Getty Images' Leap to AI-Powered Image Generation

As artificial intelligence continues to evolve and reshape multiple industries rapidly, Getty Images has stepped into the spotlight with its recent launch of an AI-powered image generator.

Getty Images, a renowned player in the supply of stock images, editorial photos, videos, and music, has unveiled an AI art tool named Generative AI by Getty Images. The tool was developed in technical collaboration with Nvidia and claimed to be “commercially safer” than similar solutions. Generative AI by Getty Images was trained using a significant portion of Getty’s extensive library, boasting approximately 477 million assets.

Generative AI by Getty Images

Generative AI by Getty Images works like popular text-to-image platforms like OpenAI’s DALL-E 3 and Midjourney. It renders images based on text descriptions or prompts. For instance, a prompt such as “photo of a sandy tropical island filled with palm trees” would be transformed into a visual representation by this tool.

Customers who use this tool will receive Getty’s standard royalty-free license. This license includes indemnification, protection against copyright lawsuits, and the right to “perpetual, worldwide, nonexclusive” use across all media. However, it’s important to note that the use of the tool is not entirely unrestricted. Getty has put in place safeguards to prevent misuse of the tool for disinformation, misinformation, or replicating the style of a living artist.

The tool, for example, will not allow a user to create an image of public figures such as Joe Biden in front of the White House or a cat in the style of Andy Warhol. Further, all impressions generated by the tool will carry a watermark identifying them as AI-generated.

Responsible AI Tool

The CEO of Getty Images, Craig Peters, has emphasized the importance of developing a responsible tool that customers can trust for commercial use. He also confirmed that any content generated by the tool will not be added to Getty’s content library for others to license. However, Getty reserves the right to use the images to retrain the model. Additionally, Getty plans to compensate contributors whose work has been used to train the AI model and share the revenues generated from the tool.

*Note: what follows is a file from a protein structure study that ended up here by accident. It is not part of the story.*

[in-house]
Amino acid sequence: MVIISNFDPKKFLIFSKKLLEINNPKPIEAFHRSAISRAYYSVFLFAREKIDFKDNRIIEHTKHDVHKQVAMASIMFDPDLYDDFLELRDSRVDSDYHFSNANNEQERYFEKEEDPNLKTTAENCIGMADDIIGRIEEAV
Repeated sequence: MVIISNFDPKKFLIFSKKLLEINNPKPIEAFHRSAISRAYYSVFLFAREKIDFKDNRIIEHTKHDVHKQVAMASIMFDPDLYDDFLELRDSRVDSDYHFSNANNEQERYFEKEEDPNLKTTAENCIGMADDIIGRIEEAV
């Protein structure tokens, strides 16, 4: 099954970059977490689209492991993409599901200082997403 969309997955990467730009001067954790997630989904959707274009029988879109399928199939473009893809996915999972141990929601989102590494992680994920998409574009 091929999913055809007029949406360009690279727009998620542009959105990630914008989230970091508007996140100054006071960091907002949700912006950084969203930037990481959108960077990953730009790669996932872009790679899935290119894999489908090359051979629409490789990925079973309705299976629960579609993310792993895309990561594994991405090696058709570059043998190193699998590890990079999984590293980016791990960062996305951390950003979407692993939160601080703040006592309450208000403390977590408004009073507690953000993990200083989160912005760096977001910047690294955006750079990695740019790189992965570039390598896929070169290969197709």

The tool can be integrated into apps and websites via an API or enabled on Getty’s website. Customers can customize the device with proprietary data to create images that align with a specific brand style or design language. The pricing for this tool will be separate from a standard Getty Images subscription and will be based on prompt volume.

According to Grant Farhall, chief product officer at Getty, the service allows brands and marketers to safely embrace AI and expand their creative possibilities while compensating creators for including their visuals in the underlying training sets.

Legal Landscape in AI

Before this launch, Getty was a vocal critic of generative AI products like Stable Diffusion, trained on a subset of its image content library. Getty had even sued AI startup Stability AI, involved with creating Stable Diffusion, for allegedly copying and processing millions of its images and associated metadata without informing or compensating Getty contributors.

Getty is not the only company exploring safer and more ethical approaches to generative AI. Other companies like Bria, Ascendant Art, Shutterstock, and Adobe have also been developing similar tools and compensation models for contributors. As the AI landscape evolves, companies must adopt ethical practices that respect intellectual property rights and appropriately compensate contributors.

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